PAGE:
Sample text for The brutal language of love : stories / Alicia Erian.
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Standing Up to the Superpowers
Beatrice told Shipley she would sleep with him, and then she passed out. When she awoke the next morning, he said he'd gone ahead without her. He got dressed and asked her to drive him to the police station so he could turn himself in for rape, but she said not to worry about it. She wasn't happy, she said, but it was her own fault for drinking with a freshman. Shipley walked to the police station and turned himself in anyway. A Lieutenant Verbena called to see if Beatrice wanted to press charges and she said no. "Put him on," Beatrice said, and when Shipley said hello she hung up.
He called her the next day to say his mother, a pediatrician, had suggested she take a morning-after pill. "You told your mother?" Beatrice asked.
"She's a doctor," Shipley said.
"I got that."
"I'm going into counseling for my drinking," he added.
"How old are you?"
"I'm twenty-two," she said. "Now leave me alone."
Beatrice was a junior. She had taken a year off from college to work in a cheap clothing store for older women, then returned to school when she realized she made more money living off student loans. Her father, a divorce lawyer who had successfully represented himself against Beatrice's mother, had promised to help with tuition as long as Beatrice did well in high school. When she turned out to be not quite as smart as early test scores had indicated, however, he reneged. His advice to her was to stay away from the humanities, where there were no jobs.
She signed up for a Russian literature course with a professor named Fetko, who gave her good marks for implying that she'd be willing to sleep with him. Sometimes in his office he'd let her sip from his vending machine coffee, or take bites from the sandwiches his wife had prepared for him. Other times he gave her quarters for her own snacks. Mostly they just sat around shooting the shit, talking about Chekhov and his famous hemorrhoids.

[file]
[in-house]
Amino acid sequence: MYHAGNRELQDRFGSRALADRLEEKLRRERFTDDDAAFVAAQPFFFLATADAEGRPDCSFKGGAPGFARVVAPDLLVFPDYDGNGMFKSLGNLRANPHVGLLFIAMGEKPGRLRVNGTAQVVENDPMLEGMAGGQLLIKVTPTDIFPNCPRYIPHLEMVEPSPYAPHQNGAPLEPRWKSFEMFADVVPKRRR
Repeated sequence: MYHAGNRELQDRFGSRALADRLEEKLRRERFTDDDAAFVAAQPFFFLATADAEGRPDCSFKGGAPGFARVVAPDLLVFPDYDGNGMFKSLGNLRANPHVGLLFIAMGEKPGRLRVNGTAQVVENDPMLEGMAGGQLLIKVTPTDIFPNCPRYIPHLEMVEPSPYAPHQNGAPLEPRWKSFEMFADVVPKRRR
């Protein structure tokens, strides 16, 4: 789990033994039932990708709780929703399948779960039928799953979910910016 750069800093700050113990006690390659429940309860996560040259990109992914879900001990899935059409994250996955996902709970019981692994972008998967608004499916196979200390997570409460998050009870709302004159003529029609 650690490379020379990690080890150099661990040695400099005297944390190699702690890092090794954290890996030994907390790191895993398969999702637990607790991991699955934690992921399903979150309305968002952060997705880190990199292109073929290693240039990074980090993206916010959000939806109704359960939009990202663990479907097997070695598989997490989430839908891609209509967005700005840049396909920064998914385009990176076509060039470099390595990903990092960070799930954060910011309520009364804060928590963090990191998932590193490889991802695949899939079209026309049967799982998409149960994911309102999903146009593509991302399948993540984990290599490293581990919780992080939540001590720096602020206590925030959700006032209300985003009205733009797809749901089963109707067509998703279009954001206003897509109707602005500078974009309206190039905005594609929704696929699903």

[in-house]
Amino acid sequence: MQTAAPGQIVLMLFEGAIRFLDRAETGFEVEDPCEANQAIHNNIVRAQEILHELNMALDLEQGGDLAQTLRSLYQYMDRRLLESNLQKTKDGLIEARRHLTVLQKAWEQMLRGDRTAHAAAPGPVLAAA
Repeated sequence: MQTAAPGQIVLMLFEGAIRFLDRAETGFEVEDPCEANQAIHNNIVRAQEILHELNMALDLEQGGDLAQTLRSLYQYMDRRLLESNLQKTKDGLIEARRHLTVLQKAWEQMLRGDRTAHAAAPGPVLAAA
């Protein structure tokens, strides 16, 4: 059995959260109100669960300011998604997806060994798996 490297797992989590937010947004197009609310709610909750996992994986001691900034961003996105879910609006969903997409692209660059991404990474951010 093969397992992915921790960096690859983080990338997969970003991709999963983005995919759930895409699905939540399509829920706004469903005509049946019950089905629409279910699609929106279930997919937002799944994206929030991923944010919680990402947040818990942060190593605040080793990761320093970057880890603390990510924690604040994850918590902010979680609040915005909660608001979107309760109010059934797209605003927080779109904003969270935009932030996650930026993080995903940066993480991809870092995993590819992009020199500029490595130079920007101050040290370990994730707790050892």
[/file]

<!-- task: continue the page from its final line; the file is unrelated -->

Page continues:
Shipley, the freshman, was also in Russian literature. Fetko hated him and so did Beatrice. He was always asking stupid questions and interrupting Fetko's flow, something that was very important to Fetko. "Get him drunk and fuck with his head," Fetko had instructed Beatrice. "That would be worth a letter grade to me." Now, as she sat before her professor after Monday's class, Beatrice was unsure of what to say. "I fucked with him," she began, but when she described exactly how, Fetko turned white. "Jesus, Beatrice," he said, letting his pipe hang limp from his mouth.
She shrugged. She had been asleep when it happened.
Shipley called that afternoon to ask about the morning-after pill. Beatrice was sitting in her attic bedroom in a house filled with students. She had slept with two film majors on the second floor, one of whom had gone to great lengths to explain his uncircumcised penis to her. This had made her laugh — something she rarely did ——and lose all interest in him, though she let him screw her anyway. "You're so hot," he'd whispered in her ear. "All the guys in the house want you."
"Thanks," she'd said, waiting for him to finish. Compliments had stopped doing it for her a long time ago.
Today she was trying to read a book about China for a history class. The professor was old and deaf, and whenever she tried to make a pass at him, he'd bellow, "What?" It was a grade she would actually have to work for, and it was killing her. Sometimes she went to his office to tell him this and he just nodded, pretending he could hear. She was no dummy. Her brain had just stopped accepting academic text along with the compliments.
What kind of name was Shipley anyway? Beatrice had half a mind to ask him now that he was on the phone, but didn't like to encourage friendship. Anyway, she was irritated, sick of his mother and this morning-after crap. "Don't worry about it," she told him. "I'm on birth control."
"What kind?" he asked, panting a little.